That seems sucky. I haven't tried that, but I'll remember not to... I have managed to get opera hung in a similar state, but usually a restart fixes it. It's certainly not perfect software. But it's better than everything else I've tried for newsgroups anyways. If you find something better, please share.
 Oh, and yesterday I crashed Opera twice. Even Thunderbird does not
 have such instabilities.

 Update: as I finished this post, the toolbar stopped oscillating and
 Opera went in a quiescent state. According to it, the last message was
 sent on 04/26/2004. Changing the selected newsgroup makes it start
 oscillating again, and again without making any progress.

You put opera in a weird state. This can be true of any software. Even your precious Apple made such shit happen with iTunes once on my computer. An upgrade (triggered by their popup-based downloader) completely disabled iTunes from starting (couldn't load some library) and only after removing all apple-related software, rebooting, and reinstalling did it work. We as software developers should tolerate bugs in programs much better than others, being understanding of how hard it is to get software right, but for some reason, the exact opposite seems to happen.
 This is the stone age of software.

It's a shame people can't write bug-free software these days, I agree... ;) One thing this does point out -- the first experience with software is the most important. People have no tolerance for bugs in the first usage.

Good point, and I'm glad that there's work being done on dmd installers for Windows and Linux. In the end I managed to get out of the wrong state. I don't know how. Later on (after a couple of restarts), I got into a state where I could see a recent message header, but nothing in the display pane. So I changed the selection and saw some quite hilarious message: http://erdani.com/opera-many-new-messages.jpg Andrei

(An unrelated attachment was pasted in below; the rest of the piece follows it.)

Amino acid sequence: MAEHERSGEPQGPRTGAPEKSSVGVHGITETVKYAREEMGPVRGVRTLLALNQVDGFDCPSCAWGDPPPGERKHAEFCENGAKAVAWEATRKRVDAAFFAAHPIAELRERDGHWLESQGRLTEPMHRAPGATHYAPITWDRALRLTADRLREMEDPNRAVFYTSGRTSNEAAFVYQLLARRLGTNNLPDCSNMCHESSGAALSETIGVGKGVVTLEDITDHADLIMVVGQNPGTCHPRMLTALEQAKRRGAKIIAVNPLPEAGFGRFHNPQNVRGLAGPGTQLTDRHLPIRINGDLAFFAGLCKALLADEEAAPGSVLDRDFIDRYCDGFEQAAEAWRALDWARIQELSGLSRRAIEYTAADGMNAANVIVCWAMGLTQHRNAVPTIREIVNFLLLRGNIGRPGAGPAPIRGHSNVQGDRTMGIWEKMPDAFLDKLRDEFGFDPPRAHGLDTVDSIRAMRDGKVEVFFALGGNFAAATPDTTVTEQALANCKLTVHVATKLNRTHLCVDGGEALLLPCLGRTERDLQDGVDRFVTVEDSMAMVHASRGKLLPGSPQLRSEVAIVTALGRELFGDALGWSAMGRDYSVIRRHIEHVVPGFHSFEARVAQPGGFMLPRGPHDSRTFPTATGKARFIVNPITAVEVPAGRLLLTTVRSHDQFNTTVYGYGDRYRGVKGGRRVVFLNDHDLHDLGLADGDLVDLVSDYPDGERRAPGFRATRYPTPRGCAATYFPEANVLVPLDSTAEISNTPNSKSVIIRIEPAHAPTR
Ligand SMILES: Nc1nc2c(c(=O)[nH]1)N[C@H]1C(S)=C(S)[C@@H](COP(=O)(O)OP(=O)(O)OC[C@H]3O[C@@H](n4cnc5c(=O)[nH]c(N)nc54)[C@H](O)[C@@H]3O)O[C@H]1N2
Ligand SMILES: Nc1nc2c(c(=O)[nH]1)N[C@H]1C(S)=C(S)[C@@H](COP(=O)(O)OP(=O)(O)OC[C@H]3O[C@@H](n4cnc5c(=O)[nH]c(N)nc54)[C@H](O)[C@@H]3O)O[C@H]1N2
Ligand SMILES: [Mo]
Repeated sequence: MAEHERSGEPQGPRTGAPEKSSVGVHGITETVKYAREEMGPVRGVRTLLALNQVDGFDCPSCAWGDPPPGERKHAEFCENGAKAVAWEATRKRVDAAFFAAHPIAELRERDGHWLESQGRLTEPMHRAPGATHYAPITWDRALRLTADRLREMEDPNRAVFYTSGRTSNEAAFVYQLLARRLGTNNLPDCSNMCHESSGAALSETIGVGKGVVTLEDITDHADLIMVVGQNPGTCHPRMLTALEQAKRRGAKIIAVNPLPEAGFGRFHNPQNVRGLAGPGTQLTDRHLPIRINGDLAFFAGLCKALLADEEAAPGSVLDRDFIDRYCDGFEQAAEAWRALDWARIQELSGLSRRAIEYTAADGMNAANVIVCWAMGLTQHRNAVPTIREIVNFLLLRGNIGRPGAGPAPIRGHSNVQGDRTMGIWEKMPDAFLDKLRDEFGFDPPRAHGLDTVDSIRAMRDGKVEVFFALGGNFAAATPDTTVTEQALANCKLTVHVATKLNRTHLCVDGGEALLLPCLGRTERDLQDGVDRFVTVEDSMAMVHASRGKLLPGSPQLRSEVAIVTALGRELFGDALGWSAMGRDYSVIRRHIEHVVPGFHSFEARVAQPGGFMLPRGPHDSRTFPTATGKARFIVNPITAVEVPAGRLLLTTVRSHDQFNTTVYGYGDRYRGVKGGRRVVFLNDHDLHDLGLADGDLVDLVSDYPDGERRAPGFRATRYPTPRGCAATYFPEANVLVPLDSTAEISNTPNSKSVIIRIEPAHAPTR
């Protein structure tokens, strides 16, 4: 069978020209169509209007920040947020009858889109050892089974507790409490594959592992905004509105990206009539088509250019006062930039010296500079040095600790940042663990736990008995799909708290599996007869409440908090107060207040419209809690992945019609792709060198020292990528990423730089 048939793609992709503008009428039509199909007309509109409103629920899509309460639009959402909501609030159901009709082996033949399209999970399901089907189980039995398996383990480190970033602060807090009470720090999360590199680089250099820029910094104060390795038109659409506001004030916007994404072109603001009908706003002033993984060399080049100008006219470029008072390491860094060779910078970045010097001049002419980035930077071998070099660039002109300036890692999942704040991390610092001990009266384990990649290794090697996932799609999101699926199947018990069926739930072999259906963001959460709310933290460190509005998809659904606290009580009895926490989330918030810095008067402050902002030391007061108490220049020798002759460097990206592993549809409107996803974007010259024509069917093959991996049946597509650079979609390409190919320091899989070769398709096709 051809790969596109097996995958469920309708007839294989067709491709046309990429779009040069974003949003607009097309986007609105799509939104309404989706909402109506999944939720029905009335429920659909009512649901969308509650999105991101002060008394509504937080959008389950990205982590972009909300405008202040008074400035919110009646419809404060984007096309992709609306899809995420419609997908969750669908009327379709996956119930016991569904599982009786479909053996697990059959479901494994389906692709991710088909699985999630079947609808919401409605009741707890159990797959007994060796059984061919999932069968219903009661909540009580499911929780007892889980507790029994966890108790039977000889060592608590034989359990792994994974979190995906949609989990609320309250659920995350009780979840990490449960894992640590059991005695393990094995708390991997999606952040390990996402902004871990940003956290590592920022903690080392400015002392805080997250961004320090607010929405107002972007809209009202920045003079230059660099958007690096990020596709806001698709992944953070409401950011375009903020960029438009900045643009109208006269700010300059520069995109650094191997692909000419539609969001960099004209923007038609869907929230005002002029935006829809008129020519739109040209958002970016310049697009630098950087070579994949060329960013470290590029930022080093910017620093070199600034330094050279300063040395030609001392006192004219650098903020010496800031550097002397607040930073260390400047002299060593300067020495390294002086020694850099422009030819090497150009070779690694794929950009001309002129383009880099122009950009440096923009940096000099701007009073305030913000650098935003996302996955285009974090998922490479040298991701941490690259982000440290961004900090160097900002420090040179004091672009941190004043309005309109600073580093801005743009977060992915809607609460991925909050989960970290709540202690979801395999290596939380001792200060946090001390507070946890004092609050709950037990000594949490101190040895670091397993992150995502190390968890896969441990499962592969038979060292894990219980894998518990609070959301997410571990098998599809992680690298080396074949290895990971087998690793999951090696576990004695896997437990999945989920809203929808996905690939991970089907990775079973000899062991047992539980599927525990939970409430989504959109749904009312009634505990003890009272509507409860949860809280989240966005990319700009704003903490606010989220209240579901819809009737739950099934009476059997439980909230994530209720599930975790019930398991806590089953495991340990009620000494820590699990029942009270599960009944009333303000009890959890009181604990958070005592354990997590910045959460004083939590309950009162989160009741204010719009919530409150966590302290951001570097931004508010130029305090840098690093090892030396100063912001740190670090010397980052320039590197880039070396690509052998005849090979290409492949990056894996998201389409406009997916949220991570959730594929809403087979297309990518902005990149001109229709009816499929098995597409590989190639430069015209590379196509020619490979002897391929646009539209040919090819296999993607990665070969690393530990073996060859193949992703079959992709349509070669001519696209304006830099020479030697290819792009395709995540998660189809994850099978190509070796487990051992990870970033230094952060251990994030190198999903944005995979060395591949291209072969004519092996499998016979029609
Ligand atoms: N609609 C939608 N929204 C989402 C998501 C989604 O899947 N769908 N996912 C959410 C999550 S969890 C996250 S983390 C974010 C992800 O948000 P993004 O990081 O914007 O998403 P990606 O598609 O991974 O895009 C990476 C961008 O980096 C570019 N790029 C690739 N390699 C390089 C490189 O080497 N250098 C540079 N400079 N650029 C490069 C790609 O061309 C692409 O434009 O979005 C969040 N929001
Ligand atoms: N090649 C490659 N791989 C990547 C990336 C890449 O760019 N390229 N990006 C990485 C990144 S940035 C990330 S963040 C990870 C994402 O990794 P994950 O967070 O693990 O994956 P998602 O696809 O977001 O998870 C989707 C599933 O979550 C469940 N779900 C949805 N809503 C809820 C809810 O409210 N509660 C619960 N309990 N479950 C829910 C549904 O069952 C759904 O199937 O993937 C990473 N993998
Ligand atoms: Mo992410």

Mar 12 2010
parent Andrei Alexandrescu <SeeWebsiteForEmail erdani.org> writes:
On 03/12/2010 11:04 AM, Andrei Alexandrescu wrote:
 On 03/12/2010 10:36 AM, Steven Schveighoffer wrote:
 On Fri, 12 Mar 2010 11:17:36 -0500, Andrei Alexandrescu
 <SeeWebsiteForEmail erdani.org> wrote:

 On 03/12/2010 06:55 AM, Steven Schveighoffer wrote:
 On Thu, 11 Mar 2010 23:13:13 -0500, Andrei Alexandrescu
 <SeeWebsiteForEmail erdani.org> wrote:

 Thanks, Denis. I'm looking at Opera now and will give it a try.
 Unfortunately it shares a number of issues with Thunderbird, among
 which out-of-sync display:

 http://erdani.com/opera-out-of-sync.jpg

 The message displayed in the message pane is unrelated to the one
 clicked in the list above. I'm not talking milliseconds here; I'm
 talking a dozen seconds. The headers were loading, and the out-of-sync
 period could be arbitrarily long. To me that's a crass error.

Give a little break here, you are loading almost 500,000 headers :) I use opera for newsgroups, and day-to-day use is pretty good. Yes, the first time you set it up, if you ask it to download all headers (which I did because I want to be able to search on old articles), then it takes a bit. In other words, when you are downloading a day's or even a week's worth of messages, the sync problem is not noticable.